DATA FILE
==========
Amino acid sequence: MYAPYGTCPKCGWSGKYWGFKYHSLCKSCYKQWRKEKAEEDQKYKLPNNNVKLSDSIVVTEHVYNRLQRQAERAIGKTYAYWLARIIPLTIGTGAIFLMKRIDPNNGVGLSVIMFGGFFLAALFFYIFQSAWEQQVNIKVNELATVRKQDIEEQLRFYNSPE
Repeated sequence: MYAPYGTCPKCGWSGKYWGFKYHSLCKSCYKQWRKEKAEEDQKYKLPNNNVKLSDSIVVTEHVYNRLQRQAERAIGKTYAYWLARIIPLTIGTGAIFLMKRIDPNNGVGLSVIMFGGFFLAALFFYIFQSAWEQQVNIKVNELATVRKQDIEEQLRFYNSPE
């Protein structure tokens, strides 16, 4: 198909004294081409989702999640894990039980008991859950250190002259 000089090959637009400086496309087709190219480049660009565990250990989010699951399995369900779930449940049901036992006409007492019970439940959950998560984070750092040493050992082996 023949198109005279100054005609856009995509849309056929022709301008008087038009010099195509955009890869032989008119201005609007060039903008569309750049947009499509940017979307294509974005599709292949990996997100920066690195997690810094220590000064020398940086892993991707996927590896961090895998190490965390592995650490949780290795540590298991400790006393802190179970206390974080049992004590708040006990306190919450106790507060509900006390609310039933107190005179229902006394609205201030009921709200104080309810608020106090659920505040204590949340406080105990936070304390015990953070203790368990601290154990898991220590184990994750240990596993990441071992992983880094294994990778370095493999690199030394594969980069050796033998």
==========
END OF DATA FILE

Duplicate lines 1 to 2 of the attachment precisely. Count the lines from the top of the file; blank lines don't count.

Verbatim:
Amino acid sequence: MYAPYGTCPKCGWSGKYWGFKYHSLCKSCYKQWRKEKAEEDQKYKLPNNNVKLSDSIVVTEHVYNRLQRQAERAIGKTYAYWLARIIPLTIGTGAIFLMKRIDPNNGVGLSVIMFGGFFLAALFFYIFQSAWEQQVNIKVNELATVRKQDIEEQLRFYNSPE
Repeated sequence: MYAPYGTCPKCGWSGKYWGFKYHSLCKSCYKQWRKEKAEEDQKYKLPNNNVKLSDSIVVTEHVYNRLQRQAERAIGKTYAYWLARIIPLTIGTGAIFLMKRIDPNNGVGLSVIMFGGFFLAALFFYIFQSAWEQQVNIKVNELATVRKQDIEEQLRFYNSPE